John Lamont articulated very well much of what I wanted to say about land management issues. I am a constituency member for Aberdeen, an area in which there is a housing boom. It is a large part of my constituency casework. Like John Lamont, I am concerned that home owners are not always well informed of their legal obligations on the purchase of a home. I remember that when my husband and I purchased our house more than 20 years ago, the solicitor told us among other things that we could not keep chickens. However, Mike Marriott from the Greenbelt Action Group said in evidence that buyers do not have the obligations spelled out to them, which I think is more common.
Like John Lamont, I believe that ideally green spaces in new estates should be looked after by local councils, as they look after green spaces in older estates. As a regional member, I was at the meeting with Greenbelt in 2011 that Christian Allard mentioned, which was very heated, as he said. It really is sad that these situations arise simply because companies such as Greenbelt cannot agree with house owners what level of land maintenance their fees should cover. As Alison McInnes said, there is not a simple solution because Greenbelt owns the land, so changing factors will not necessarily make much difference.
I sympathise with Patricia Ferguson and Sandra White on the factoring of the beautiful Glasgow tenements, which lots of people have bought to let, meaning that there is not the pride in those lovely tenements.
In the small amount of time available, I intend to concentrate on the land maintenance issue and commend some of the evidence that we heard, which I will read to you:
“Our mission is to champion an industry committed to improving the quality of living in Scotland by providing this and future generations with properly cared-for open spaces where people want to live, enhancing the value of homes, and adding to the recreational and general amenity in each development.”
That came from Greenbelt, a company that has been mentioned a few times and a company—I will be generous—with which there was some confusion when initially I contacted it. I successfully made contact via the recorded delivery system of the mail, to broker a meeting with a constituent that was to take place with the site manager. Of importance there was familiarity with the site. My constituent, whom I contacted yesterday, told me that it was not particularly successful, given that the site manager had difficulty finding the house. That in itself suggests that there may be a lack of familiarity with the area.
From conversations with neighbours and others, it is clear that there are non-payment issues, performance issues, cases of people not being billed and uncertainty over ownership. Part of that, I think, comes down to what we might call performance management, and the issue of subcontracting also features.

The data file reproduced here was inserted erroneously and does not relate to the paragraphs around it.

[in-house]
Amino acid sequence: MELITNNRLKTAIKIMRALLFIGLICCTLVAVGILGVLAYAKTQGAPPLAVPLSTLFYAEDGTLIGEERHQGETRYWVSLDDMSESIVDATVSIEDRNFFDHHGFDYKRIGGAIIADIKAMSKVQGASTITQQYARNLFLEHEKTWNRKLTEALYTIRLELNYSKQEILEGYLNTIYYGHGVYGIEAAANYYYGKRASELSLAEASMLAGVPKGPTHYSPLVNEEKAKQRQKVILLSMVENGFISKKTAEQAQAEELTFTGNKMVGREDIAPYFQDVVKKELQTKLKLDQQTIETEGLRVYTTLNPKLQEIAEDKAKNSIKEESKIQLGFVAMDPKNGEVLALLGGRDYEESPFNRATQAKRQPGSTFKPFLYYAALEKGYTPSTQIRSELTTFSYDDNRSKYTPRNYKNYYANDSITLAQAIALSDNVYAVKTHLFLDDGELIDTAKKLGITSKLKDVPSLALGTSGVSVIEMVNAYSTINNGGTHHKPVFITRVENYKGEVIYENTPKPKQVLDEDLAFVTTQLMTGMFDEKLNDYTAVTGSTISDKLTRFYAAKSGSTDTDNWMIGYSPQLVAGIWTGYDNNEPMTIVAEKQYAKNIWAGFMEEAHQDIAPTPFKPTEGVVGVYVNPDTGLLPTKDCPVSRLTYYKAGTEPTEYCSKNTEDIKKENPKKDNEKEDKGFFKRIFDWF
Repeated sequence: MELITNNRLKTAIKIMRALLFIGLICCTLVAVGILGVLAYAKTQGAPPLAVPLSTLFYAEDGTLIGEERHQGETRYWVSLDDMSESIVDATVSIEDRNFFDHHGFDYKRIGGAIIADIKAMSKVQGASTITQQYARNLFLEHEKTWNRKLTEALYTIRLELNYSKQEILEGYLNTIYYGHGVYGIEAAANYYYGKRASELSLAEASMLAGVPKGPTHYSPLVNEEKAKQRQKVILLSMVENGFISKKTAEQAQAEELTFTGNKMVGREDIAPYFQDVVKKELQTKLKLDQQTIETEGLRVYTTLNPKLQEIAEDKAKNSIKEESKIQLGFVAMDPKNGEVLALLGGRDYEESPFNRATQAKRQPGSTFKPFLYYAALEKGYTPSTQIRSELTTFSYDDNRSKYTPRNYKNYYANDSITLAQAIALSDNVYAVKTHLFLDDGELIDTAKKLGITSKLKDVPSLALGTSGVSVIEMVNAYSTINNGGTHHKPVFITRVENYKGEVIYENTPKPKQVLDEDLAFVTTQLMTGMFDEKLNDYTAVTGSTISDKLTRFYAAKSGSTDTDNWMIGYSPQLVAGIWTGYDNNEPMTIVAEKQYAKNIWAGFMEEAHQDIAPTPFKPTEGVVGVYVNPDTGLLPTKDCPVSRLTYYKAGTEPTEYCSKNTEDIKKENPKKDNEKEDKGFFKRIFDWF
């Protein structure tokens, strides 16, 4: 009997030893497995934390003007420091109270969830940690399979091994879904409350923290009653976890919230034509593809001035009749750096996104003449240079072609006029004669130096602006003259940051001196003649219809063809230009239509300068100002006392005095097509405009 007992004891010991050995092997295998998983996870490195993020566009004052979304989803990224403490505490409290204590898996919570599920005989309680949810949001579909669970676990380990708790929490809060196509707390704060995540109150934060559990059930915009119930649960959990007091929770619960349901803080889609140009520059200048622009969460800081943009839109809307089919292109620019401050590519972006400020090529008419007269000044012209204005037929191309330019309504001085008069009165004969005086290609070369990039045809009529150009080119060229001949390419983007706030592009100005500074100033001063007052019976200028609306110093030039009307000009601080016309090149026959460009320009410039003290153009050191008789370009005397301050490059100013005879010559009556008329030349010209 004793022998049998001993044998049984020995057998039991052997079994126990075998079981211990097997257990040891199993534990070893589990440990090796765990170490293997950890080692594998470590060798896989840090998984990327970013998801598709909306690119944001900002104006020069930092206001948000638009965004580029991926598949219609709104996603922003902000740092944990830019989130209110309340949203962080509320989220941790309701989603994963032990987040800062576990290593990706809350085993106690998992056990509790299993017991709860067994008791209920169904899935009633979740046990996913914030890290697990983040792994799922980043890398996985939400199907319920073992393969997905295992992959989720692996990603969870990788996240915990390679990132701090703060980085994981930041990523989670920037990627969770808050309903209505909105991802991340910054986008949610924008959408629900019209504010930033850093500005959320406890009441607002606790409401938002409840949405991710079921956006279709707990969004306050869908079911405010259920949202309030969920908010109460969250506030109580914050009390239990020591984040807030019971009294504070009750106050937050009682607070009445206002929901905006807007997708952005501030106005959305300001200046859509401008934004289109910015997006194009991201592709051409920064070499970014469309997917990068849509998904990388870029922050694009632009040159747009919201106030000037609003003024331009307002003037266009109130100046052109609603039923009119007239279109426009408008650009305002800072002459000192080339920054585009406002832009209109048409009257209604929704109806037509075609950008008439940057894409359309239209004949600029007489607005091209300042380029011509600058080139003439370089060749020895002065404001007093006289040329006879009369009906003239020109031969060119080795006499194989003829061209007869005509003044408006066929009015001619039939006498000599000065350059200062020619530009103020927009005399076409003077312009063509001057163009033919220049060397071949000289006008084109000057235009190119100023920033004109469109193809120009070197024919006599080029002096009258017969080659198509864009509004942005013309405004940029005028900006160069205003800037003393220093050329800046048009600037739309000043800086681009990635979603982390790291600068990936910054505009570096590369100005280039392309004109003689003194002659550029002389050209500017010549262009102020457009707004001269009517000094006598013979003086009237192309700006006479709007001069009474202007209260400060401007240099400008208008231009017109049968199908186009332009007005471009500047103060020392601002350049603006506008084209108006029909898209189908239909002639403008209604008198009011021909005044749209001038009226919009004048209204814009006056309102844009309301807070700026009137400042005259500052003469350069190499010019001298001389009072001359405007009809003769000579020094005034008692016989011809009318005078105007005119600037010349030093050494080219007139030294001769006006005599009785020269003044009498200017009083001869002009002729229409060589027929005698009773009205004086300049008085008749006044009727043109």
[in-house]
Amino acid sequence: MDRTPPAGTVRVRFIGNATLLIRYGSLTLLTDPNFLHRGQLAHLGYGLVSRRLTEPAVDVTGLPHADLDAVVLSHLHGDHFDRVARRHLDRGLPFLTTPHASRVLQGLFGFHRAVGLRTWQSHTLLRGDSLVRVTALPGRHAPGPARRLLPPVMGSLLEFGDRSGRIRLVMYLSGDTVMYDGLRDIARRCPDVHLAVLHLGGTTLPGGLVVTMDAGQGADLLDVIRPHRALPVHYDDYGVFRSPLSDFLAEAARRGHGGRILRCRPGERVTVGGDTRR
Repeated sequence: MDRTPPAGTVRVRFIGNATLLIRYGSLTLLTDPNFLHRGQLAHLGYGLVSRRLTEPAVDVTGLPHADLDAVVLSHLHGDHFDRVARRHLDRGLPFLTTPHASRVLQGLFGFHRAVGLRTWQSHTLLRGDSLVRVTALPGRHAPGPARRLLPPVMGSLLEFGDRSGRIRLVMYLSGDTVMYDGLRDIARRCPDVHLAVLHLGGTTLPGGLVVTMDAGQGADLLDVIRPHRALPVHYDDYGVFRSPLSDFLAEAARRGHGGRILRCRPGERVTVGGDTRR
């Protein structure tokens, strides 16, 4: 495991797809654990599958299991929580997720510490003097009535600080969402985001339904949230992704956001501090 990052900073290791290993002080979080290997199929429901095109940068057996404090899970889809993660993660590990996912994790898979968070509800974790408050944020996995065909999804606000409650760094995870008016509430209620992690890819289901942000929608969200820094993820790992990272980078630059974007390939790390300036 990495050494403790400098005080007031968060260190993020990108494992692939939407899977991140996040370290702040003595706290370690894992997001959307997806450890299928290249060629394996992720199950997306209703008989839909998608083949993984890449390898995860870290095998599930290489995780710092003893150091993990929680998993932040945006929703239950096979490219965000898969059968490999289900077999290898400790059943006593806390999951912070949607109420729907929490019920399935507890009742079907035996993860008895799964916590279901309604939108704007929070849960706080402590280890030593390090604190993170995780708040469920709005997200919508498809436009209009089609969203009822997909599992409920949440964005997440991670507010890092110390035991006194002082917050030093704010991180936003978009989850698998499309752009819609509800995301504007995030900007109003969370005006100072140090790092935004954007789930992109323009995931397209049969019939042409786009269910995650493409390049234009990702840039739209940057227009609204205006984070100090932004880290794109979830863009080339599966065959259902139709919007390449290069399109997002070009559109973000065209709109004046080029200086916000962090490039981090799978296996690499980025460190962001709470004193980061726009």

At its outset, the committee report says:
“The Committee recognises the value in having in place an effective system to keep the country’s housing stock properly maintained.”
It is important for people to have avenues of redress and, in that respect, the Homeowner Housing Panel and the committee’s suggestion of mediation have both been mentioned in the debate.
This legislation has been called complex—indeed, I believe that the convener called it “a bit tricky”—and, as a result, I went to the layman’s explanation as set out in the explanatory note to the 2003 act. It says:
“The Act achieves greater clarity in the law” because it implements
“the recommendations of the Scottish Law Commission”.
Given Rod Campbell’s comments about the specifics of section 53, it is interesting that the issue will return to the commission. In fact, it is not only section 53 that requires to be clarified.
We had discussions with and heard differing views from some of Scotland’s leading academics. I also note the heavy caveat attached to Consumer Focus Scotland’s legal opinion, which says:
“we have reached the conclusion that it would be preferable in the consumer interest to clarify and simplify the legal position by amending the existing legislation.”
In that recommendation, the committee recognises
“that green space has a wider benefit to communities and that there is a role for local accountability.”
I want progress to be made and am pleased that the Government agrees that one option is for local authorities to adopt and maintain the land. I commend Clackmannanshire Council’s approach in that respect, but I am disappointed that the Convention of Scottish Local Authorities is not going to act on it. I would certainly favour such an approach. Indeed, I can think of a particular area in Inverness where, on one side of the street, there is a long-standing estate where the council is doing an excellent job of maintaining properties; on the other side, where residents are still paying their council tax, that is not the case. I am not being critical of Highland Council—it has been very supportive of the residents in the area—but I think that people should be able to look to their local authority for support and that there should be continuing involvement from authorities. Indeed, that is how I want this issue to be progressed.